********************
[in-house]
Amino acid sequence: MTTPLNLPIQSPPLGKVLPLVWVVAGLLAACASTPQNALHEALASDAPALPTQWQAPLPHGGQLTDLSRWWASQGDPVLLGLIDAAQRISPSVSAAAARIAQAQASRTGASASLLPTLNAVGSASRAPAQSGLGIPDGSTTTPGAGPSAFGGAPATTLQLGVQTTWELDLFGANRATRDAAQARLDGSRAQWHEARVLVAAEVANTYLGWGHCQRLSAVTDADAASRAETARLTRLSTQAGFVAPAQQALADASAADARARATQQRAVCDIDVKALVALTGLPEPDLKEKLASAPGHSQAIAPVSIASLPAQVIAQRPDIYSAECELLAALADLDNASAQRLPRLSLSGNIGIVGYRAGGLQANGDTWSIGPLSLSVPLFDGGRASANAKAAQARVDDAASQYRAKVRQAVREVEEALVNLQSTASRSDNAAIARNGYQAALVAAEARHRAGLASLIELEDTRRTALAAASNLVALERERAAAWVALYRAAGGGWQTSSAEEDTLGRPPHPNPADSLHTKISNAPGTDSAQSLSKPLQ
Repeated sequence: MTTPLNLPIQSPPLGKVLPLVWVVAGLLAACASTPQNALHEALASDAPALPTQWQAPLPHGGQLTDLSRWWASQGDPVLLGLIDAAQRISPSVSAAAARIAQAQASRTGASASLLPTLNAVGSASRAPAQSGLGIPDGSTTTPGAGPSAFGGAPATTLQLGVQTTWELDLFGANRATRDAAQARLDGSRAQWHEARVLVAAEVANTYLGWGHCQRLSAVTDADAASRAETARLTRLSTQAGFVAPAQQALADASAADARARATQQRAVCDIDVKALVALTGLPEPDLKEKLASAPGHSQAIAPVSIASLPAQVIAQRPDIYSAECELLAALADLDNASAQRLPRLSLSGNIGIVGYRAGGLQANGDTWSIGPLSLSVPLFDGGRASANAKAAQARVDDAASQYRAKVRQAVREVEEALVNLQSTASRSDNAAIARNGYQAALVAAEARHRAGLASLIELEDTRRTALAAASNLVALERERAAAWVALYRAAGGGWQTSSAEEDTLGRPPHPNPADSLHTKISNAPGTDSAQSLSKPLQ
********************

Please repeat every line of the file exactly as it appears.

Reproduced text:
[in-house]
Amino acid sequence: MTTPLNLPIQSPPLGKVLPLVWVVAGLLAACASTPQNALHEALASDAPALPTQWQAPLPHGGQLTDLSRWWASQGDPVLLGLIDAAQRISPSVSAAAARIAQAQASRTGASASLLPTLNAVGSASRAPAQSGLGIPDGSTTTPGAGPSAFGGAPATTLQLGVQTTWELDLFGANRATRDAAQARLDGSRAQWHEARVLVAAEVANTYLGWGHCQRLSAVTDADAASRAETARLTRLSTQAGFVAPAQQALADASAADARARATQQRAVCDIDVKALVALTGLPEPDLKEKLASAPGHSQAIAPVSIASLPAQVIAQRPDIYSAECELLAALADLDNASAQRLPRLSLSGNIGIVGYRAGGLQANGDTWSIGPLSLSVPLFDGGRASANAKAAQARVDDAASQYRAKVRQAVREVEEALVNLQSTASRSDNAAIARNGYQAALVAAEARHRAGLASLIELEDTRRTALAAASNLVALERERAAAWVALYRAAGGGWQTSSAEEDTLGRPPHPNPADSLHTKISNAPGTDSAQSLSKPLQ
Repeated sequence: MTTPLNLPIQSPPLGKVLPLVWVVAGLLAACASTPQNALHEALASDAPALPTQWQAPLPHGGQLTDLSRWWASQGDPVLLGLIDAAQRISPSVSAAAARIAQAQASRTGASASLLPTLNAVGSASRAPAQSGLGIPDGSTTTPGAGPSAFGGAPATTLQLGVQTTWELDLFGANRATRDAAQARLDGSRAQWHEARVLVAAEVANTYLGWGHCQRLSAVTDADAASRAETARLTRLSTQAGFVAPAQQALADASAADARARATQQRAVCDIDVKALVALTGLPEPDLKEKLASAPGHSQAIAPVSIASLPAQVIAQRPDIYSAECELLAALADLDNASAQRLPRLSLSGNIGIVGYRAGGLQANGDTWSIGPLSLSVPLFDGGRASANAKAAQARVDDAASQYRAKVRQAVREVEEALVNLQSTASRSDNAAIARNGYQAALVAAEARHRAGLASLIELEDTRRTALAAASNLVALERERAAAWVALYRAAGGGWQTSSAEEDTLGRPPHPNPADSLHTKISNAPGTDSAQSLSKPLQ